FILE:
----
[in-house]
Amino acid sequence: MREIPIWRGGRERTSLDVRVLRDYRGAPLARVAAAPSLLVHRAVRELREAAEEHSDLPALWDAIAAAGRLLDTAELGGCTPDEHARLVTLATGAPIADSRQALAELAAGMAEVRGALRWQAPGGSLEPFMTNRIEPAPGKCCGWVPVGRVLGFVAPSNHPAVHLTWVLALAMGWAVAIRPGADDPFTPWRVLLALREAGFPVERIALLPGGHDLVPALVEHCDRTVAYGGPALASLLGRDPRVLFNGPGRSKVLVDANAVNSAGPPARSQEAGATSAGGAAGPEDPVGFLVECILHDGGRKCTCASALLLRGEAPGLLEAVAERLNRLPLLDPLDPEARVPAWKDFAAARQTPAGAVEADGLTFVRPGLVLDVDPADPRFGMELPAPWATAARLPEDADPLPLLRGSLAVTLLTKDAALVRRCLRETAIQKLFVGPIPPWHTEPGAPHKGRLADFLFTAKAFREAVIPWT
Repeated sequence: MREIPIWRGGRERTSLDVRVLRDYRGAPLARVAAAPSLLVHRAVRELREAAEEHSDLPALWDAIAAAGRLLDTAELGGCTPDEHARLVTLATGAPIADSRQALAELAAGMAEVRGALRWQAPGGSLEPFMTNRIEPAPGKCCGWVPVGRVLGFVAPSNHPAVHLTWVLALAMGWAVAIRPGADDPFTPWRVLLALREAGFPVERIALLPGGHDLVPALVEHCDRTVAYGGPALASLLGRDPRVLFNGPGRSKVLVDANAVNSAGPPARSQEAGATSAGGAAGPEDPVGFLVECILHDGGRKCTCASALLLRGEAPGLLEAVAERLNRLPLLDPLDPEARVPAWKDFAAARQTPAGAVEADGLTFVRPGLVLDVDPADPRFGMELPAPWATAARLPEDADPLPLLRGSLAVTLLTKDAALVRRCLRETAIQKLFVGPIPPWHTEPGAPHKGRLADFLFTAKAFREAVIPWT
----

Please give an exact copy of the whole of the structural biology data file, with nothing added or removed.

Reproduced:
[in-house]
Amino acid sequence: MREIPIWRGGRERTSLDVRVLRDYRGAPLARVAAAPSLLVHRAVRELREAAEEHSDLPALWDAIAAAGRLLDTAELGGCTPDEHARLVTLATGAPIADSRQALAELAAGMAEVRGALRWQAPGGSLEPFMTNRIEPAPGKCCGWVPVGRVLGFVAPSNHPAVHLTWVLALAMGWAVAIRPGADDPFTPWRVLLALREAGFPVERIALLPGGHDLVPALVEHCDRTVAYGGPALASLLGRDPRVLFNGPGRSKVLVDANAVNSAGPPARSQEAGATSAGGAAGPEDPVGFLVECILHDGGRKCTCASALLLRGEAPGLLEAVAERLNRLPLLDPLDPEARVPAWKDFAAARQTPAGAVEADGLTFVRPGLVLDVDPADPRFGMELPAPWATAARLPEDADPLPLLRGSLAVTLLTKDAALVRRCLRETAIQKLFVGPIPPWHTEPGAPHKGRLADFLFTAKAFREAVIPWT
Repeated sequence: MREIPIWRGGRERTSLDVRVLRDYRGAPLARVAAAPSLLVHRAVRELREAAEEHSDLPALWDAIAAAGRLLDTAELGGCTPDEHARLVTLATGAPIADSRQALAELAAGMAEVRGALRWQAPGGSLEPFMTNRIEPAPGKCCGWVPVGRVLGFVAPSNHPAVHLTWVLALAMGWAVAIRPGADDPFTPWRVLLALREAGFPVERIALLPGGHDLVPALVEHCDRTVAYGGPALASLLGRDPRVLFNGPGRSKVLVDANAVNSAGPPARSQEAGATSAGGAAGPEDPVGFLVECILHDGGRKCTCASALLLRGEAPGLLEAVAERLNRLPLLDPLDPEARVPAWKDFAAARQTPAGAVEADGLTFVRPGLVLDVDPADPRFGMELPAPWATAARLPEDADPLPLLRGSLAVTLLTKDAALVRRCLRETAIQKLFVGPIPPWHTEPGAPHKGRLADFLFTAKAFREAVIPWT